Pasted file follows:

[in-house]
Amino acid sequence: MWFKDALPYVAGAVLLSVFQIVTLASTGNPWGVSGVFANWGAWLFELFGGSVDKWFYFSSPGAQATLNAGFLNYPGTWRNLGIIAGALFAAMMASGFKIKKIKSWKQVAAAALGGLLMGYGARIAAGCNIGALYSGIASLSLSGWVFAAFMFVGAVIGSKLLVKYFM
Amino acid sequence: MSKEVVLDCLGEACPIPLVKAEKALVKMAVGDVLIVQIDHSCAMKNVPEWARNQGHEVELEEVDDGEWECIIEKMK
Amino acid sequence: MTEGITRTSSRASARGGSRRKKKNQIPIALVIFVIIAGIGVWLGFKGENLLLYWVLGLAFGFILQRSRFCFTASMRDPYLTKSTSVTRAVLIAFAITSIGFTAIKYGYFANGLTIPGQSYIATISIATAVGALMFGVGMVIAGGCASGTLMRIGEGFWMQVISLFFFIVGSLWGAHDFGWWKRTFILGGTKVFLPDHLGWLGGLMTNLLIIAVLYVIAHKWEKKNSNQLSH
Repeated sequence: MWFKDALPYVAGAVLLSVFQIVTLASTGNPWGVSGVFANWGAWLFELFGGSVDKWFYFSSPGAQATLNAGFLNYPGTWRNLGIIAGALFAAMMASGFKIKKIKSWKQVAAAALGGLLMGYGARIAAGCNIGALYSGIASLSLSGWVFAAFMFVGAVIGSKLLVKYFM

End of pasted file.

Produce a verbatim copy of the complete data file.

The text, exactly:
[in-house]
Amino acid sequence: MWFKDALPYVAGAVLLSVFQIVTLASTGNPWGVSGVFANWGAWLFELFGGSVDKWFYFSSPGAQATLNAGFLNYPGTWRNLGIIAGALFAAMMASGFKIKKIKSWKQVAAAALGGLLMGYGARIAAGCNIGALYSGIASLSLSGWVFAAFMFVGAVIGSKLLVKYFM
Amino acid sequence: MSKEVVLDCLGEACPIPLVKAEKALVKMAVGDVLIVQIDHSCAMKNVPEWARNQGHEVELEEVDDGEWECIIEKMK
Amino acid sequence: MTEGITRTSSRASARGGSRRKKKNQIPIALVIFVIIAGIGVWLGFKGENLLLYWVLGLAFGFILQRSRFCFTASMRDPYLTKSTSVTRAVLIAFAITSIGFTAIKYGYFANGLTIPGQSYIATISIATAVGALMFGVGMVIAGGCASGTLMRIGEGFWMQVISLFFFIVGSLWGAHDFGWWKRTFILGGTKVFLPDHLGWLGGLMTNLLIIAVLYVIAHKWEKKNSNQLSH
Repeated sequence: MWFKDALPYVAGAVLLSVFQIVTLASTGNPWGVSGVFANWGAWLFELFGGSVDKWFYFSSPGAQATLNAGFLNYPGTWRNLGIIAGALFAAMMASGFKIKKIKSWKQVAAAALGGLLMGYGARIAAGCNIGALYSGIASLSLSGWVFAAFMFVGAVIGSKLLVKYFM